Although we have suffered fluctuating river levels since the beginning of the season, the first 4 weeks catches have been very encouraging. Most of the beats below Grantown were fully rodded on opening day and as usual, the river produced 3 or 4 fresh fish. The first fish of the season was caught by regular Spey angler Anne Cameron and she caught her fish from arguably the best pool in the river, Sourden at Delfur. Ghillie Grant Morrison was in attendance and both were rewarded with prizes donated by new opening day sponsors Aberlour Distillery. In terms of sponsorship, it’s refreshing to see that the Spey Board have learnt from the disastrous ‘Spey Foundation Dram’ initiative and now only source local patronage for both opening day and wider sponsorship.
I have heard of fish being caught from Tulchan to Fochabers and many thanks to all the anglers and ghillies for continuing with regular updates from the river, even though I am now operating from Aberdeen during the week. It’s great to be part of a team with a ‘reel’ desire to promote our wonderful river on a wider scale.
Readers will not be surprised read of Graham Ritchie’s continued success on the river. Graham is without question one of the most accomplished fish-catchers that I have ever met. Additionally, his passion, enthusiasm and willingness to share his experience of the sport are unparalleled. Graham has landed 4 fish in the past week from 3 different beats, namely Delfur, Rothes and Arndilly and although these 3 beats constitute the ‘Golden Triangle’ there were many other anglers fishing who caught nothing! As a matter of recognition and especially considering he caught the largest fish on the last day of the month, our February Glenfarclas Fish of the Month award goes to Graham Ritchie. He now has a bottle of Glanfarclas 105 cask strength Malt Whisky to savour over the next few outings.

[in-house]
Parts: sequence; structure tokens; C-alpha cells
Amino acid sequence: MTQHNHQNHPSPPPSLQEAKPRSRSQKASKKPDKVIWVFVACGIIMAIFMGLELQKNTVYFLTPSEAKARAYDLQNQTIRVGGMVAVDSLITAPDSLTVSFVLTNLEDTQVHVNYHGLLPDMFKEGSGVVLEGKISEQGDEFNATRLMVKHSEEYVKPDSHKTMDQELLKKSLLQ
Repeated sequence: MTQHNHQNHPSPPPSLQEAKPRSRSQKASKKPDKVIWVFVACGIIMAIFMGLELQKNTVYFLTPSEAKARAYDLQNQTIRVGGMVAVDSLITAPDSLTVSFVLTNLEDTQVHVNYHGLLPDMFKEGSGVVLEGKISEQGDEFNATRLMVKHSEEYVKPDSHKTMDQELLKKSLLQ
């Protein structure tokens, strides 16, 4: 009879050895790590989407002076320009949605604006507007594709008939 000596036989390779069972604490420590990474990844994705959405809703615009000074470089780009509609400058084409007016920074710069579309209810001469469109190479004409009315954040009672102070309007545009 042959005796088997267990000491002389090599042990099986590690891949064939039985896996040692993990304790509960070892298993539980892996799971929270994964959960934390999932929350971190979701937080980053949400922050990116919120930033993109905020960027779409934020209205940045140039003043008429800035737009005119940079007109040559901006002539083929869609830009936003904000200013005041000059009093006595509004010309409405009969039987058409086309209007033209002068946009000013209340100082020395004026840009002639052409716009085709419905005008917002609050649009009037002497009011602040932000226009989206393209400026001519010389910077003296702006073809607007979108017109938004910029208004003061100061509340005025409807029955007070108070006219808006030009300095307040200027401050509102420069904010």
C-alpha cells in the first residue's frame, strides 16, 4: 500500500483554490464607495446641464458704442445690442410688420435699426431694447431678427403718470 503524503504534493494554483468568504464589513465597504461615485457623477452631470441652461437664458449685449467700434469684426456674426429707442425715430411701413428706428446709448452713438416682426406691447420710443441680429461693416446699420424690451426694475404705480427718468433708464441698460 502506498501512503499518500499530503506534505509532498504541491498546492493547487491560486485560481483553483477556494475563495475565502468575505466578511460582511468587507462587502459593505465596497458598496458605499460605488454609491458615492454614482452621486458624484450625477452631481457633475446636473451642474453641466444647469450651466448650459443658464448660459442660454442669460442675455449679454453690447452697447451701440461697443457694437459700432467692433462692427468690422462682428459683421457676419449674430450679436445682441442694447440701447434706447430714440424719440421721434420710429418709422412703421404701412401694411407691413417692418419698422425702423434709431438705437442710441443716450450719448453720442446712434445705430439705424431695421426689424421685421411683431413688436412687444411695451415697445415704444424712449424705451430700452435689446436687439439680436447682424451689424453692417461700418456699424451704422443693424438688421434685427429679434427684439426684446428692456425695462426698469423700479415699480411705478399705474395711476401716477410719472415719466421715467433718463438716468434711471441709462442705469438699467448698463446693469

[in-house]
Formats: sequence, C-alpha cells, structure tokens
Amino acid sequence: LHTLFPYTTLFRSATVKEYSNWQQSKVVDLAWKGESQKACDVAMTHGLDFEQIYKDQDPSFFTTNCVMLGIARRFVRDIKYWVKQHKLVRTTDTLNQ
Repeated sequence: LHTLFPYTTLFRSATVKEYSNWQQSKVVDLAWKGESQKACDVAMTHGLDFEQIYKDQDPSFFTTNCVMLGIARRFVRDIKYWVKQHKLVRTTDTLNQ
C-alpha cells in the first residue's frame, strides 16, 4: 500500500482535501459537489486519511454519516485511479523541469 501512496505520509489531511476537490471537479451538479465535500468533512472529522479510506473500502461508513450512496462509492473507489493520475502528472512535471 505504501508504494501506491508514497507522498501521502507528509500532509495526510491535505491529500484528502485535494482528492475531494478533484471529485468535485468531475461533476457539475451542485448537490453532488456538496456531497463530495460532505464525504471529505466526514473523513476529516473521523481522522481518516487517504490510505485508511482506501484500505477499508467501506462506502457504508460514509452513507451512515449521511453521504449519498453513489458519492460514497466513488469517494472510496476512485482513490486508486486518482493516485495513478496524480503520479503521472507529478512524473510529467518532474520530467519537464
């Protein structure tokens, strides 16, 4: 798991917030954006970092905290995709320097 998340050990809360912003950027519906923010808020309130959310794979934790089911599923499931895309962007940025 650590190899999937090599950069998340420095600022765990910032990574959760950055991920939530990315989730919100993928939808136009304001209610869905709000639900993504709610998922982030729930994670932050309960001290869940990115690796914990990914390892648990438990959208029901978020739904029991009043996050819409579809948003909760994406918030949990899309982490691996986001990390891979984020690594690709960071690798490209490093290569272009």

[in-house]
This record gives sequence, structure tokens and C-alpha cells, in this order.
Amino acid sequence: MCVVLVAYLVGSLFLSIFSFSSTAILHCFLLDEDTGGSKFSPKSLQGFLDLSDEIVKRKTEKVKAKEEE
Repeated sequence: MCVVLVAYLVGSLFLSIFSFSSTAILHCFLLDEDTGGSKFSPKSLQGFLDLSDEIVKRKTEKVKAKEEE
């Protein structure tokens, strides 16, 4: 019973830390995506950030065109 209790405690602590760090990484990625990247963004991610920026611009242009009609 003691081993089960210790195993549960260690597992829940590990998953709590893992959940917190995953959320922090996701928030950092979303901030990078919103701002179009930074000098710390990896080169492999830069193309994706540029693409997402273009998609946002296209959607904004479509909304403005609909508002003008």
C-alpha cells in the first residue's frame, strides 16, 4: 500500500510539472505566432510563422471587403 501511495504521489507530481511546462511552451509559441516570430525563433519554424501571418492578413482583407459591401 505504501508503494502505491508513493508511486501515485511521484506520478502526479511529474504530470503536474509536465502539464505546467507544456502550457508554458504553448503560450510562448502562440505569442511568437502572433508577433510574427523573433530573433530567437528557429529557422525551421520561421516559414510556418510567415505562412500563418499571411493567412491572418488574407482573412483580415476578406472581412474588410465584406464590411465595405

Graham Ritchie with his 1st of the Season and Fish of the Month for Feb.
Delfur ghillie Grant Morrison with another of Graham's fish from Sourden.
Other significant catches have been Mel McDonald past Chairman of the River Spey Anglers Association who had 3 fish from Rothes & Aikenway on his trusty Green Butt Monkey. One of the best fish of the season was caught yesterday at Craigellachie by Allan Mackay from Buckie. As you can see from the photo below, it is proportionally perfect. Fellow local angler Stevie Grant also landed a fish last Saturday from Campbell’s pool at Craigellachie and with lots of availability that beat is certainly worth a visit. Contact Dougie Ross directly on 07767886126.
Allan Mackay with a cracker from the Boat Pool at Craigellachie.
81 year old Davie Leith from Keith once again landed Kinermony’s first fish of the season, expertly netted by ex-ghillie Geoff Harris.They form an able and experienced team with almost 160 years of life experiences. I’ll bet their armchairs were rocking that night! Laggan anglers have also been successful this week with Derek Smith landing an 8lb fish from Dalmunach and Eric le Rossignol one of 10lbs from the Bothy on Wednesday.